TVNZ have responded to a petition with over 10,000 signatories and ditched plans to screen a controversial British reality TV show in which participants had sex during the programme.
Sex Box, a Channel Four show in which couples have sex inside a screened box before a studio audience then step out to discuss the experience, was due to air on TV2 next month.
But the network confirmed today they had dropped it from schedules.
“The series was initially considered to form a part of our July line-up but given the feedback we’ve taken the time to re-look at it,” said a spokesman. “On reflection, we agree it is not the right fit for inclusion in the TV2 schedule.”
“We typically get a range of viewer opinions expressed about our on-air and online content. Not everyone will agree with every decision we make but we do listen,” the spokesperson added.
TVNZ said that they were “responding to the feedback” the network had received about the show, and agreed that after “taking a closer look at Sex Box” the show was not “the right fit” for the public broadcaster.
An online petition launched by petitioner Ann-Maree Quinn to see TV2 axe the show launched on community website CitizenGo in early June, and has since garnered 10,184 signatories, with a goal to eventually reach 20,000.
The show sounded terrible and exploitative. Just like almost every other reality TV show.
But they purchased the rights to it, and have decided not to show it because of an online petition. That is the wrong decision.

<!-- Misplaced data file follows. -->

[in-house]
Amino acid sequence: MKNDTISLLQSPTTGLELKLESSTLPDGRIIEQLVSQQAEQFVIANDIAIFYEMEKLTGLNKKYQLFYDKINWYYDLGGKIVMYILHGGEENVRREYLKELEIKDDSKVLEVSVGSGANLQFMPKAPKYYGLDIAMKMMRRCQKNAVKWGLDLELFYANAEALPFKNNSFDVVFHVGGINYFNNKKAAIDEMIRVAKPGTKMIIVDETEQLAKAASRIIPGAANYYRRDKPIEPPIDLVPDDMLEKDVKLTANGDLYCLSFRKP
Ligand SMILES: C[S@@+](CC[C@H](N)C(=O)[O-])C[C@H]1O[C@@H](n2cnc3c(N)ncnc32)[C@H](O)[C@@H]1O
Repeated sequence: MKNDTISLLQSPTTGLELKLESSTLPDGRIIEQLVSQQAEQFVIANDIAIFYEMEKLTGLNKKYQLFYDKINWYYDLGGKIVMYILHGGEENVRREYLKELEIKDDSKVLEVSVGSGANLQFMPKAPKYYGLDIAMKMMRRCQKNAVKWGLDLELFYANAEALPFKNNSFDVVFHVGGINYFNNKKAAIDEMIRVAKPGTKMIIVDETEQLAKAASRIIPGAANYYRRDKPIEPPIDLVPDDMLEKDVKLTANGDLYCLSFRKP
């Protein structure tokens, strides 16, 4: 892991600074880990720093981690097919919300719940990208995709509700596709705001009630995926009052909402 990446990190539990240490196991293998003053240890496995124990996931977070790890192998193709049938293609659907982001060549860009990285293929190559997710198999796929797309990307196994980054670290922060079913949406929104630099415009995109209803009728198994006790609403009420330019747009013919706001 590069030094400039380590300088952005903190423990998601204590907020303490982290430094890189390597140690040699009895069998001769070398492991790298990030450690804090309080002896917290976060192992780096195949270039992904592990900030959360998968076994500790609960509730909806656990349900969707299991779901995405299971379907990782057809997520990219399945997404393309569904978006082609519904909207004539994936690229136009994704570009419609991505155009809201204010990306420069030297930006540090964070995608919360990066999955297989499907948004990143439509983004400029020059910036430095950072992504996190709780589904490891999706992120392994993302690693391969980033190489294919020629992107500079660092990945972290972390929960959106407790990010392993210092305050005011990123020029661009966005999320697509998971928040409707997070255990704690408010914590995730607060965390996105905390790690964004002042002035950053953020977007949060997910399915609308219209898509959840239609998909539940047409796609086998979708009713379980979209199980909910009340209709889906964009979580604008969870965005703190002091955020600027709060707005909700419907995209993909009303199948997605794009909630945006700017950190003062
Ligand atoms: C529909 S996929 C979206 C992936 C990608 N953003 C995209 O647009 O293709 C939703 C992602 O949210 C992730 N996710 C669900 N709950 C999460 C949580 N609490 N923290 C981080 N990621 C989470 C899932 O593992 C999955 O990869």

We have scores of channels people can watch. If people didn’t want to see it, they can choose another channel. Instead we have censorship via petition.
“Yet another bizarre reality TV show to occupy our screens, but this one is particularly troubling on a number of levels,” the petition read.
“It is not prudish to object to Sex Box. Some things ought not to be for sale, ought not to be promoted with evocative storylines, solely to grow viewership,” Quinn continued.
“Some things simply require a level of good taste and decency. Sexual intimacy is not just a recreational activity to be viewed, scored and analysed in such a public setting,”
Quinn’s anti-Sex Box petition deemed the series “a new low” in our “flash in the pan, celebrity-seeking culture.”
Quinn, who is currently based in Australia, said the purpose behind starting her petition was to “maintain high community standards on public TV.”
So a petition stated by someone not even in New Zealand gets TVNZ to change their broadcasting decisions.